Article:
Can you be arrested on no other charge than resisting arrest? While it's rare, it's possible. Usually resisting arrest or obstruction of justice charges are added to charges related to an illegal activity for which a person is being arrested in the first place.
In some cases, when police officers give people orders and they refuse to comply, they may choose to arrest them. Some critics argue that these arrests are made only to exert power and punish non-compliance. However, others say that allowing people to defy police orders can be dangerous for everyone involved.
Resisting arrest doesn't have to involve violence or even the threat of violence. If an officer believes that a person isn't complying with his or her commands quickly enough or perhaps is being argumentative, that officer may decide to arrest the person for resisting arrest or obstruction of justice even if there was no initial crime.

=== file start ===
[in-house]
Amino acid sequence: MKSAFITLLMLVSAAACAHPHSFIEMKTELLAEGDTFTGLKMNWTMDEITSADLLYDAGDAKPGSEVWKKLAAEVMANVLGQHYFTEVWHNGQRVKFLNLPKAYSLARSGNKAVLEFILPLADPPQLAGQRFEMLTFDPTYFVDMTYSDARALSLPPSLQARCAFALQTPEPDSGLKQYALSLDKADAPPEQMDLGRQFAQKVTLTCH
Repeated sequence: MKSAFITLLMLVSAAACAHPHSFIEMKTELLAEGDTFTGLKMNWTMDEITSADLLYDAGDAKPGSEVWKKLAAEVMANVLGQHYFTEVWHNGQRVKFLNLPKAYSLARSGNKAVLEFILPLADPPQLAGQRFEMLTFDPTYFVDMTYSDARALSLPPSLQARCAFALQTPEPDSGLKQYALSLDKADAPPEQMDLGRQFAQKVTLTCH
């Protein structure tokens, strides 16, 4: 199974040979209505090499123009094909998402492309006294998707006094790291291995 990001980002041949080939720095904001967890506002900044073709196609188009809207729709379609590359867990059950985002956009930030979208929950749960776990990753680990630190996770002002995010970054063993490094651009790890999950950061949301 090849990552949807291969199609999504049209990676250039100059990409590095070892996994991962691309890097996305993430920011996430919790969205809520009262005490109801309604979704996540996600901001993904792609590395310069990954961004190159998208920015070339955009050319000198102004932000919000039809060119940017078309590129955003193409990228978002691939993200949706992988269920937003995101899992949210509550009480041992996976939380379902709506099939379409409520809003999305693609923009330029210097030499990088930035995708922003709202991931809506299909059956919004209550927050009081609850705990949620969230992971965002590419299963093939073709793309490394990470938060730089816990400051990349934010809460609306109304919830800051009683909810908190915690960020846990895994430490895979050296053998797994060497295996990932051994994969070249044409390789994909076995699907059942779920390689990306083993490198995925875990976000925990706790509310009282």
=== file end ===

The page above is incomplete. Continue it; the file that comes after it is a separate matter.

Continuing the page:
We see resisting arrest cases sometimes when there are protests involving crowds who aren't complying with officers' commands to disburse. However, if an officer feels threatened by an individual's actions and refusal to heed commands, that officer may arrest that person.
It's always best to comply with a law enforcement officer's commands swiftly and politely -- even if you believe that you are being treated unfairly. Not doing so will likely only make matters worse and possibly endanger your safety.
A resisting arrest charge, as noted, often accompanies other charges. The charge may be difficult to prove unless there is video of the incident. An experienced Florida criminal defense attorney may be able to get that charge dropped if there is insufficient evidence to substantiate it.
Source: National Public Radio, "Arrested For Resisting Arrest — Yes, It's Possible," Martin Kaste, accessed May 09, 2017